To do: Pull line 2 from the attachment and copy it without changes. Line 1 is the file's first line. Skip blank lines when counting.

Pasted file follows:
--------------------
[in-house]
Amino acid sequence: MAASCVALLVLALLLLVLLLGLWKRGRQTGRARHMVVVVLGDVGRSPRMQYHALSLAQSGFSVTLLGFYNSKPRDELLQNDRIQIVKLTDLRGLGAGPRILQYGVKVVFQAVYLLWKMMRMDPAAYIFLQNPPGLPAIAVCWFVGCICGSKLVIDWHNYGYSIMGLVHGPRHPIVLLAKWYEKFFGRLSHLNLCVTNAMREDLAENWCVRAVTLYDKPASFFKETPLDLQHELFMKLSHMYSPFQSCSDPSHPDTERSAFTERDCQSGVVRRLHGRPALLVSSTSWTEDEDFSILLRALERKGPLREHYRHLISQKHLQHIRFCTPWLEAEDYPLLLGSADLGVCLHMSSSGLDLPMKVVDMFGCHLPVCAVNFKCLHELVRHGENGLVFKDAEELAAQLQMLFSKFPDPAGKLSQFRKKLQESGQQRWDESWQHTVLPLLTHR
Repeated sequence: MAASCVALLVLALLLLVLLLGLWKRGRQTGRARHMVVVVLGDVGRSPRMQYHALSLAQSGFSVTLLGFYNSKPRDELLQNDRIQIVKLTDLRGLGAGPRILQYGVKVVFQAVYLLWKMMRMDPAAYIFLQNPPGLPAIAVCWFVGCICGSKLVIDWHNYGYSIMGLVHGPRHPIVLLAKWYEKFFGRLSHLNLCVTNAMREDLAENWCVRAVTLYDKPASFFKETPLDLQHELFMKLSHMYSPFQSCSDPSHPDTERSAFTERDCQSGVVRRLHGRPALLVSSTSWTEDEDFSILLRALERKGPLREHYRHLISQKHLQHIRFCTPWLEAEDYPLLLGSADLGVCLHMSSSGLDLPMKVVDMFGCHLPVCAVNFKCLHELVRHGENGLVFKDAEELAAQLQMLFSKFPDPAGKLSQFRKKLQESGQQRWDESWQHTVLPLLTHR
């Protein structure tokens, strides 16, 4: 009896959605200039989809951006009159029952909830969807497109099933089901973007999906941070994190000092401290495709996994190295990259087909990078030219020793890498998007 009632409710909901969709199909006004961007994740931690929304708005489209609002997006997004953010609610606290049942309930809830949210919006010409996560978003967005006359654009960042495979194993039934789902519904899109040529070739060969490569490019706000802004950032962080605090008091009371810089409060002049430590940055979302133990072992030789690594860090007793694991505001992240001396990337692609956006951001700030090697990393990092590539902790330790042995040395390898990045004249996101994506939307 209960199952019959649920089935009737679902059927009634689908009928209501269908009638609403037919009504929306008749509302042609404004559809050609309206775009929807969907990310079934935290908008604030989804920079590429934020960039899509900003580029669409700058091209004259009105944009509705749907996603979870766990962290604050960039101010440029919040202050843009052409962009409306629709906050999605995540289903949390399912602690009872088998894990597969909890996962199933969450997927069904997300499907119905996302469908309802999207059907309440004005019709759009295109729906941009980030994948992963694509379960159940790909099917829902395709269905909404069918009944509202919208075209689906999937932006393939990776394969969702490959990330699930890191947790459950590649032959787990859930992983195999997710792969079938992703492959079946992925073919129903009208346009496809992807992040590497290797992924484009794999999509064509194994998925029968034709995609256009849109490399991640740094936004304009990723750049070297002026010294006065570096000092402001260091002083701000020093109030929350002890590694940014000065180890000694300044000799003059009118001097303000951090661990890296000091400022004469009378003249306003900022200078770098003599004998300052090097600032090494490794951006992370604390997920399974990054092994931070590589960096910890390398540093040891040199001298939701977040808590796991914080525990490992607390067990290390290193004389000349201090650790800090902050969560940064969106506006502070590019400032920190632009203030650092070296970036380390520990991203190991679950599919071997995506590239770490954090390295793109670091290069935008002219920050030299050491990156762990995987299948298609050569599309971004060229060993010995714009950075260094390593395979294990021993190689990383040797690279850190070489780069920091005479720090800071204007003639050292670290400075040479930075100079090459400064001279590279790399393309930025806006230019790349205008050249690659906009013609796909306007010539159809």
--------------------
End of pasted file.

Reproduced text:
Amino acid sequence: MAASCVALLVLALLLLVLLLGLWKRGRQTGRARHMVVVVLGDVGRSPRMQYHALSLAQSGFSVTLLGFYNSKPRDELLQNDRIQIVKLTDLRGLGAGPRILQYGVKVVFQAVYLLWKMMRMDPAAYIFLQNPPGLPAIAVCWFVGCICGSKLVIDWHNYGYSIMGLVHGPRHPIVLLAKWYEKFFGRLSHLNLCVTNAMREDLAENWCVRAVTLYDKPASFFKETPLDLQHELFMKLSHMYSPFQSCSDPSHPDTERSAFTERDCQSGVVRRLHGRPALLVSSTSWTEDEDFSILLRALERKGPLREHYRHLISQKHLQHIRFCTPWLEAEDYPLLLGSADLGVCLHMSSSGLDLPMKVVDMFGCHLPVCAVNFKCLHELVRHGENGLVFKDAEELAAQLQMLFSKFPDPAGKLSQFRKKLQESGQQRWDESWQHTVLPLLTHR